How to Use an Enclosed Switching Power Supply

There are many applications for an enclosed switching power supply — for example, you can build a 3D printer in which the power supply controls the stepper motor used to position the print head. There are a wide range of types of switching power supplies with different voltages and current ratings to suit a variety of applications, including supplying power to the stepper motors in CNC machines.

enclosed_switching_power_supplies

A typical enclosed switching power supply

Another popular application for switching power supplies is in LED lighting. Simply select the appropriate voltage and current rating for the LED lighting module and connect it to the screw terminals on the power output of the power supply. Depending on the output current rating of your power supply, you can connect several LED modules in parallel to the same power supply, reducing the number of 110V connections and the overall cost.

These types of lights are great for lighting a workbench. You can find LED light modules with an aluminum channel and magnets that you can attach to the underside of your workbench’s shelf (see below). Attach three or four of these modules to the workbench and wire them all together, connecting them to a single power supply. Then connect a simple line cord to the unit and plug it into a power strip. Whenever the power strip is turned on all of the LED lights will come on. You can easily reposition magnetic lights like these to suit whatever project you’re working on.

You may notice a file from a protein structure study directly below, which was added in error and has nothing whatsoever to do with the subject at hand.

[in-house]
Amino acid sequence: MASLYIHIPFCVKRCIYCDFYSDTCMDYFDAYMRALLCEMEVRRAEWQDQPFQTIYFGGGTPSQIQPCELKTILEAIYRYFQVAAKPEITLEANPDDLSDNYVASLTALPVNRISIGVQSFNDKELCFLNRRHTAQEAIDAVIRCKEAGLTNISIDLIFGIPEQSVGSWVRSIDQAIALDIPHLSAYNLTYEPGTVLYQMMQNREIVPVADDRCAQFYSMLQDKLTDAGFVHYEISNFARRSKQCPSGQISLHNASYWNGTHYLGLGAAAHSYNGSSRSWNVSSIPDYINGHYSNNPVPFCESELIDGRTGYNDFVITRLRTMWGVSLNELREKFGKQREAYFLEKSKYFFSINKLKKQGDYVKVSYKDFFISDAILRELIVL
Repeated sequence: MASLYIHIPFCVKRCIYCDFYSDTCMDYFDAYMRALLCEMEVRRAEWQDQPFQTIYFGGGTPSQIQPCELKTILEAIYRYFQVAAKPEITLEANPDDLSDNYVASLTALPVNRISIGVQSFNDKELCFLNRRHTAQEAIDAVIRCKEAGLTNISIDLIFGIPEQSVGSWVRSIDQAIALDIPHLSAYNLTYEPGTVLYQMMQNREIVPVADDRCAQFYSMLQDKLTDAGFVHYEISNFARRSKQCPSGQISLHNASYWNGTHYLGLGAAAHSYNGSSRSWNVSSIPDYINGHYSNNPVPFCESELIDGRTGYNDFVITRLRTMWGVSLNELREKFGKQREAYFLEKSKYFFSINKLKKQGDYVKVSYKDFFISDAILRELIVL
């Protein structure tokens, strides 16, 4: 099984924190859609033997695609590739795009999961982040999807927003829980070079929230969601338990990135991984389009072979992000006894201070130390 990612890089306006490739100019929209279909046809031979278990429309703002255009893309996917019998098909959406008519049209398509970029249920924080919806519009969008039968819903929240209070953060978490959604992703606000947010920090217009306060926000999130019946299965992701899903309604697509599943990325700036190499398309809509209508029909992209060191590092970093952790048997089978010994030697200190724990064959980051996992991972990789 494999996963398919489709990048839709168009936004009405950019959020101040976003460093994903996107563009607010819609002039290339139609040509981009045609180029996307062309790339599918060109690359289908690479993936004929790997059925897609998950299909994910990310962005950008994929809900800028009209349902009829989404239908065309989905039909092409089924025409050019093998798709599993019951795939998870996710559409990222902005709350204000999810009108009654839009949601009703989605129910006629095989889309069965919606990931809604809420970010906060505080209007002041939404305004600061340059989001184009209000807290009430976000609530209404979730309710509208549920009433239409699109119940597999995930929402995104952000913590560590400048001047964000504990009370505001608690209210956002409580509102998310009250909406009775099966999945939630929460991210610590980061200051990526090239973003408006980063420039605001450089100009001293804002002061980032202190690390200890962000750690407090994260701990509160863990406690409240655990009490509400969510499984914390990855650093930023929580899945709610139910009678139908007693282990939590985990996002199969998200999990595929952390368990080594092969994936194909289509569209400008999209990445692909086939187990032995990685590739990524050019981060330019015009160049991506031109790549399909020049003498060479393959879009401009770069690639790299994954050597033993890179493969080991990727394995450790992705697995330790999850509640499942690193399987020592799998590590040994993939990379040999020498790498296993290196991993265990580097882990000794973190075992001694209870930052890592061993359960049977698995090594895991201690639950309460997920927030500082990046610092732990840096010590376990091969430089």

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Enclosed switching power supplies are ideal for powering LED lights.

5, 24, and 48 volt switching power supplies are frequently used in telecommunications. A 5 volt power supply is a perfect power source for power over Ethernet (PoE) injectors for the IP-based telephone equipment used in many business telephone systems. These power supplies are readily available, making it fast and easy to replace a failed power supply. They are also very cost-effective.

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Using an enclosed switching power supply to supply 5 volts to a PoE injector in a telephone system.

Circuit Specialists offers a large assortment of enclosed switching power supplies rated from 3.3 to 48 volts with current ratings up to 80 Amps.

Shop enclosed switching power supplies

3D Printing: Adding, Not Subtracting